Forest report highlights importance of wildlife

Butterfly Conservation welcomes the Independent Forestry Panel report, especially its recognition of the need for active woodland management to conserve dwindling woodland wildlife, which includes many of our most threatened butterflies and moths.

Our data show that woodland butterflies have declined by 56% in the last 15 years.

The panel was established in March 2011 after the Government wisely withdrew its plans to sell off the national Forestry Estate in England. Our statementat the time expressed our deep concern because of the implications for the conservation of threatened butterflies and moths.

We are pleased with the wide scope of the report and the emphasis it places on conserving woodland wildlifeand the need for active woodland management.

Most threatened woodland butterflies and moths rely on management and are declining because of neglect or inappropriate management in both private and state woodlands.

The report also gives important recognition of the role that state owned woodland can play in conserving wildlife at a landscape scale as envisaged in the recent report "Making Space for Nature".

This is will play a crucial part in delivering the Governments Biodiversity 2020 strategy. Butterfly Conservation runs several pioneering landscape projects in association with FC England which are having great success in halting the decline of threatened species.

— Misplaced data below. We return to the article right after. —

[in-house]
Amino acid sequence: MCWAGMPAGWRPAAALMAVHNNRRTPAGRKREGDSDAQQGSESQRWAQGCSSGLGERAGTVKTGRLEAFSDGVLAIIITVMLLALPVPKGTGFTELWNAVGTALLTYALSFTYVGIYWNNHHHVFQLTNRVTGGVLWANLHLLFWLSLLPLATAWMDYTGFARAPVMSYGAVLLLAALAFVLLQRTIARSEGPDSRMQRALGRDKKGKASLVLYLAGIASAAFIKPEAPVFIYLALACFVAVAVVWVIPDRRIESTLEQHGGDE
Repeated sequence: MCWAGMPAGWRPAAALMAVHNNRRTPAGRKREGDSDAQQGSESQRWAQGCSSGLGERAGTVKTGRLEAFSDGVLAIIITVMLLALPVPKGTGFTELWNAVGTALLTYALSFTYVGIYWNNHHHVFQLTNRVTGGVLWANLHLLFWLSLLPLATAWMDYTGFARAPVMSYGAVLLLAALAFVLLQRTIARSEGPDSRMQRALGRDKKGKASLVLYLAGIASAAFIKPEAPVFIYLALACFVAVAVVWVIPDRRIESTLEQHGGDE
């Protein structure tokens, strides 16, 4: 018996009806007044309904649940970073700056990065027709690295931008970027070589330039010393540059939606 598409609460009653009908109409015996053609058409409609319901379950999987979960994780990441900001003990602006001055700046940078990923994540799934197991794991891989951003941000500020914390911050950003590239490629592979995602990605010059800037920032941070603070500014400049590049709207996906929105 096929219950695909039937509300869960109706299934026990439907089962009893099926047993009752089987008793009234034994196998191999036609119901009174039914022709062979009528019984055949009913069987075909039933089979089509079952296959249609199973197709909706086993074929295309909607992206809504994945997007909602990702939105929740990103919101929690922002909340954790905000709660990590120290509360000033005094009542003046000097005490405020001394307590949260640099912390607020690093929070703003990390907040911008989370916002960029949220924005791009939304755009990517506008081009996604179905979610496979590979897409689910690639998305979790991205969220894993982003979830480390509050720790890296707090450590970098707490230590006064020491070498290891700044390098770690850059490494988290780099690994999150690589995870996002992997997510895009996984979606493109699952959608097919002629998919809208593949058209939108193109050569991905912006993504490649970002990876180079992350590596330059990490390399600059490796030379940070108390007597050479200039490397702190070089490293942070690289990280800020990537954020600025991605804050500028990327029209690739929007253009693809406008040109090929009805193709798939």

This is made possible because of the large holdings of Forest Enterprise and knowledgeable local staff.

We are pleased that the report says that these woods should remain in public ownership and that this needs to be properly funded to achieve public goods.

We are also pleased that it recommends an expanded role of the Forest Service in giving grants and encouraging management of privately owned woods. However, this will also need proper resourcing if it is to bring neglected woods back into management.

Although we welcome the reports recommendation to expand woodland cover in England from 10% to 15% by 2060, it is vital that this is done wisely and in the right places. In the past, some new woodland has been placed on sites of high nature value.

We are keen that our unique datasets on butterflies and moths are used to target new woodland into areas where they avoid harming existing interests and bring benefits to existing populations.

Dr Martin Warren, Butterfly Conservation Chief Executive said "We hope this report heralds a new dawn for England's forests that enhances their value for wildlife as well as the enjoyment of people.

"There are many opportunities that should be grasped by Government when it gives its response."